So how do we keep the fear from consuming us?  I found the answer in God’s truth.

The phrases “do not fear” and “fear not” are found frequently in the Bible.  But try as we might, we simply cannot will ourselves to not be afraid.  Trust me, I’ve tried.   As I studied the various verses trying to figure out how to rid my life of fear, I noticed something significant.  It is not just that He knows what the future holds.  It is not just that God can and has conquered evil, although that plays a very important part.  It is that He is here with us.  Time and again God tells us this.

“Do not be afraid, for I am with you.”  ~Isaiah 43:5

“Be strong and courageous.  Do not be afraid or terrified because of them, for the LORD your God goes with you; he will never leave you nor forsake you.”  ~Deuteronomy 31:6

“So do not fear, for I am with you; do not be dismayed, for I am your God.  I will strengthen you and help you; I will uphold you with my righteous right hand.”  ~ Isaiah 41:10

“For I am the LORD your God who takes hold of your right hand and says to you, Do not fear; I will help you.”   ~ Isaiah 41:13

“Even though I walk through the darkest valley, I will fear no evil, for you are with me;”   ~ Psalm 23:4

“When you pass through the waters, I will be with you;
And when you pass through the rivers, they will not sweep over you,
When you walk through the fire, you will not be burned; the flames will not set you ablaze.”   ~Isaiah 43:2

This is one of my personal favorites.  It doesn’t gloss over the difficulties we will face.  But it does give us the reason for hope: God will be with us.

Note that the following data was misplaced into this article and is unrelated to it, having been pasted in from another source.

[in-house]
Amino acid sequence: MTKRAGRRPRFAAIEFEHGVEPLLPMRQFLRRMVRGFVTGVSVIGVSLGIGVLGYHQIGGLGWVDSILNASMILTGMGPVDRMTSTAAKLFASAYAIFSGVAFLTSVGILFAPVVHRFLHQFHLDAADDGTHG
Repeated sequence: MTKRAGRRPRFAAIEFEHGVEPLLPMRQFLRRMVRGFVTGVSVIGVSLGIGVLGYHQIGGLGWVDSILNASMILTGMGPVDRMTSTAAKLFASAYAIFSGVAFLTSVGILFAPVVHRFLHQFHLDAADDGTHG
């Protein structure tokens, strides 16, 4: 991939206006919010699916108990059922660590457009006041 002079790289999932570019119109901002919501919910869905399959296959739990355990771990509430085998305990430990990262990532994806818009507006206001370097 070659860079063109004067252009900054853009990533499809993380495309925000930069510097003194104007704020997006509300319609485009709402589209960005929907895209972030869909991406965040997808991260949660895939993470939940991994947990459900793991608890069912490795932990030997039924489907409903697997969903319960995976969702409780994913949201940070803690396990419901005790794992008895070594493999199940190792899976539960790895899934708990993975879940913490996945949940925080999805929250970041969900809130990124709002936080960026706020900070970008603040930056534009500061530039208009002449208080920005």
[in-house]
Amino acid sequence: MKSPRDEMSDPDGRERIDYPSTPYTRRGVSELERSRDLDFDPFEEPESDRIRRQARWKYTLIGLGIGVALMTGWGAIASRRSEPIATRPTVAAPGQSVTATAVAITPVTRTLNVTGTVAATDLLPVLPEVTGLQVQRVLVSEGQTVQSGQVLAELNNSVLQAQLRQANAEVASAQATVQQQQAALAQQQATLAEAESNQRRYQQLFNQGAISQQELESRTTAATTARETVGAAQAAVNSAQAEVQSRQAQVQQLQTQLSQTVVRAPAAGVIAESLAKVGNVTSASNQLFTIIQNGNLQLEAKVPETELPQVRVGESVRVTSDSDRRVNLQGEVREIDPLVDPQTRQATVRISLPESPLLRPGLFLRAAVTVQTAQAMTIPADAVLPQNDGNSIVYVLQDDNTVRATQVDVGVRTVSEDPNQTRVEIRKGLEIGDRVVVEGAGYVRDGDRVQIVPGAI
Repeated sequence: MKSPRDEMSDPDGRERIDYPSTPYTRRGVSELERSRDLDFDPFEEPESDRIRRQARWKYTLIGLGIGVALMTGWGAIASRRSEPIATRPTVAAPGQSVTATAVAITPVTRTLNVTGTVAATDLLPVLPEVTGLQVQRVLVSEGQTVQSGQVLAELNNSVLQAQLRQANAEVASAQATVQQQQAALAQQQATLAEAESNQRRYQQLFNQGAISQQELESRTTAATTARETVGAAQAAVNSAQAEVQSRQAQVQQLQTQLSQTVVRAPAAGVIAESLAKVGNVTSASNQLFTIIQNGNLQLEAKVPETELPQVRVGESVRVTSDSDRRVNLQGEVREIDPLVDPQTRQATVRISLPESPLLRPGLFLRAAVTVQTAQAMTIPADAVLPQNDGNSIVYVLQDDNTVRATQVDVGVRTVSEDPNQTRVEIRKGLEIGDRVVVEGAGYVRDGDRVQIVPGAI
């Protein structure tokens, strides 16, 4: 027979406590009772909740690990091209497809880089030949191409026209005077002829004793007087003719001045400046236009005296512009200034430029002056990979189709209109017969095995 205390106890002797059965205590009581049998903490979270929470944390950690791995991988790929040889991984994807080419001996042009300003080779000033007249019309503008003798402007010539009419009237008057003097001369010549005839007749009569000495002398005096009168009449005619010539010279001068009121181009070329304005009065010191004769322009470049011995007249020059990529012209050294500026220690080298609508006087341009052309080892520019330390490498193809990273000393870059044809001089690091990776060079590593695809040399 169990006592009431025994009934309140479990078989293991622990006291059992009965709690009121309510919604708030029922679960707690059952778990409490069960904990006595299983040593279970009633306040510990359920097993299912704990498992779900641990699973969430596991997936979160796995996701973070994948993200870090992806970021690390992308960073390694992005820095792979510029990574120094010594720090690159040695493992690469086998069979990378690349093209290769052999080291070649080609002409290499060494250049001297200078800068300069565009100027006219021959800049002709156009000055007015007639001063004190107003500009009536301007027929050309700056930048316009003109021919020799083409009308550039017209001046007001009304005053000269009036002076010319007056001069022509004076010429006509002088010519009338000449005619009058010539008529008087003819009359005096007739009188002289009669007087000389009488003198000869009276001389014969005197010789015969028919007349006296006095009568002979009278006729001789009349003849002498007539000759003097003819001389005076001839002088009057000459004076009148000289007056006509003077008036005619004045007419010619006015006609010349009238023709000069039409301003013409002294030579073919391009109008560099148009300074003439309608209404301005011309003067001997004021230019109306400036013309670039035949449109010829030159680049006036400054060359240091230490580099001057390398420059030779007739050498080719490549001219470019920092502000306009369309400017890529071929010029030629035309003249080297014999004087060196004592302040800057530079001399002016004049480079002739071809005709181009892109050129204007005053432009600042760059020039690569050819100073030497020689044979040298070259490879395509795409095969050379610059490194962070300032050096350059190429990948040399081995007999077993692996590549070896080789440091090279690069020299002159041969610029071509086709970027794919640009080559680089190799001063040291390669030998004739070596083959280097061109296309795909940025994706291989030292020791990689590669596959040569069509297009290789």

The fact is that we will have to face many heart-wrenching things in this life.  The TRUTH is that God will be with us every step of the way. 

Just like a child runs to his mother’s arms for safety and comfort, just as baby birds will seek shelter under their mother’s wing, so we should rest in the arms of our Heavenly Father.

“Cast all your anxiety on him because he cares for you.”  ~1 Peter 5:7

Whatever it is that you are facing, He is with you.  He loves you and promises to never leave you.  I witnessed this firsthand when my friend was forced to live out her worst fear.  Looking back on those two weeks that summer, I can see God’s fingerprints everywhere…from the fact that I was with her when she found out, to the overwhelming generosity of hundreds of people, many of whom were strangers.  I got to see God’s Provision for her and her girls.  I got to see His love displayed through so many people.  Yes, it was a horrible tragedy for her family.  But in the midst of her darkest days, God was there.